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Millennium Post

Unfair sex

Unfair sex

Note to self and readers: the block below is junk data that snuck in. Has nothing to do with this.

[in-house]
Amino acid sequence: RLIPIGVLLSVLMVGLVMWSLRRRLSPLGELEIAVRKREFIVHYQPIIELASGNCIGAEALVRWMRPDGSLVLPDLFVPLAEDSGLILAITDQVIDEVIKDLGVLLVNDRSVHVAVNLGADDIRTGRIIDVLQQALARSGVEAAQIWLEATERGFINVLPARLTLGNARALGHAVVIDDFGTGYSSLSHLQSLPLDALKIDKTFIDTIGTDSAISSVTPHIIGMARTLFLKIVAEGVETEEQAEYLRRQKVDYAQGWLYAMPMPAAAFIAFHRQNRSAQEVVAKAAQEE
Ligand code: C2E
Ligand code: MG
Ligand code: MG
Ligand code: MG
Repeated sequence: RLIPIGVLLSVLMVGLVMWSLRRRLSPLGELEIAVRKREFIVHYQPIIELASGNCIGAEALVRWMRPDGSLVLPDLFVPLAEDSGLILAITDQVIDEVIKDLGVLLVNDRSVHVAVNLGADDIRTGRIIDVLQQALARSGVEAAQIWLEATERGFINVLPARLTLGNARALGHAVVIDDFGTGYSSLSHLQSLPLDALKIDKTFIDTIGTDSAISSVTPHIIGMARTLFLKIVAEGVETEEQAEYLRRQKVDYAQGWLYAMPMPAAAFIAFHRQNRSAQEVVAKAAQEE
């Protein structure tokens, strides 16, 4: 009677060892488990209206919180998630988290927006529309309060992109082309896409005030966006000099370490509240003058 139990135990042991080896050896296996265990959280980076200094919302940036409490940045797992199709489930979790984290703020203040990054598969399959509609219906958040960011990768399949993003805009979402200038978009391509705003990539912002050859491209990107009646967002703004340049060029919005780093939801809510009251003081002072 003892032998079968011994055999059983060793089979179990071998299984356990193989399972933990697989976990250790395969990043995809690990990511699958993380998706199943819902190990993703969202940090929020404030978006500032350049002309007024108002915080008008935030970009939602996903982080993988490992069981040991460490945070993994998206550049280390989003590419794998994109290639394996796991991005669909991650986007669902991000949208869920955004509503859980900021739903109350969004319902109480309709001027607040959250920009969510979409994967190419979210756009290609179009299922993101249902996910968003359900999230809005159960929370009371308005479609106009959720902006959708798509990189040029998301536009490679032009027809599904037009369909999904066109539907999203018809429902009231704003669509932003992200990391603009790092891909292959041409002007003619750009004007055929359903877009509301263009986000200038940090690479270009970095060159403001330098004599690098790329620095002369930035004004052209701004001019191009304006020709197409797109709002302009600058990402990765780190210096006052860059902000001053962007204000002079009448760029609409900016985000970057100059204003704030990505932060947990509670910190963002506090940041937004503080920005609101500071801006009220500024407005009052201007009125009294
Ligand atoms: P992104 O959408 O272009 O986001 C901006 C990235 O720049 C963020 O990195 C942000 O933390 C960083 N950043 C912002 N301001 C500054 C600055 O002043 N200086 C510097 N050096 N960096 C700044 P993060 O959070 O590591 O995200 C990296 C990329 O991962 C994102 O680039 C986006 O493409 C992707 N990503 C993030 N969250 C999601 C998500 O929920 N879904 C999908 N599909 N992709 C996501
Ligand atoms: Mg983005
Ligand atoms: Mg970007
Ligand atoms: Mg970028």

Is gender equality more of a farce? Given the hard realities that exist in so many countries, it would seem so. Much indeed, is spoken about gender gap—the vast discrimination between the two sexes—and for all the right reasons. Historical landmarks are often cited to show that the woman, generally known as the weaker albeit fairer sex, has come a long way. It has, for instance, been 100 years since women got the vote in the UK, but gender equality remains a pipe dream. One hundred years on—their mission to achieve equality through representation in the Parliament is not yet complete. The number of female MPs reached a record high of 208 following the 2017 general election. But, they remain vastly outnumbered by the 442 male MPs sitting in the House of Commons. For, while suffragists wanted to see women in the Parliament, if those politicians did not support women's causes and issues, their gender would likely be viewed as irrelevant. Enlightened Iceland, according to the World Economic Forum (WEF), was found to have a smaller gender gap than any other country—though, crucially, a gap still exists there—followed by Norway and Finland. That these Scandinavian nations lead the way may not come as a big surprise, but the rest of the top 10 is likely to raise a few eyebrows, given that it features Rwanda and Nicaragua, but not the United Kingdom, which came 15th. At the other end of the table, the shameful end, was war-torn Yemen. Yemen was followed by Pakistan and Syria as the least equal nations; Saudi Arabia, the only country in the world that prohibits women from driving, even if they are allowed some to sit and watch proceedings at a stadium, was also among the top 10 worst performers. The WEF marks countries against a range of criteria—including wage equality, number of women in the Parliament and life expectancy for both sexes – with 0.0 being the lowest score and 1.0 being the highest. Now in its 11th year, the Global Gender Gap Report has given WEF an opportunity to identify long-term trends in gender equality, and the news is not great. While the global gender gap may have narrowed since 2006, it has done so at a glacial pace and, should that continue, it would take another 100 years for the world's women to be on an even footing with the men. Furthermore, there has actually been a widening of the gender gap since last year's study. What needs to be brought out, in no uncertain terms, is the harsh reality that the woman and the girl child have to endure in so many countries where male dominance echoes medieval times. The physical and mental strain women have to bear assume barbaric proportions even in the space age.
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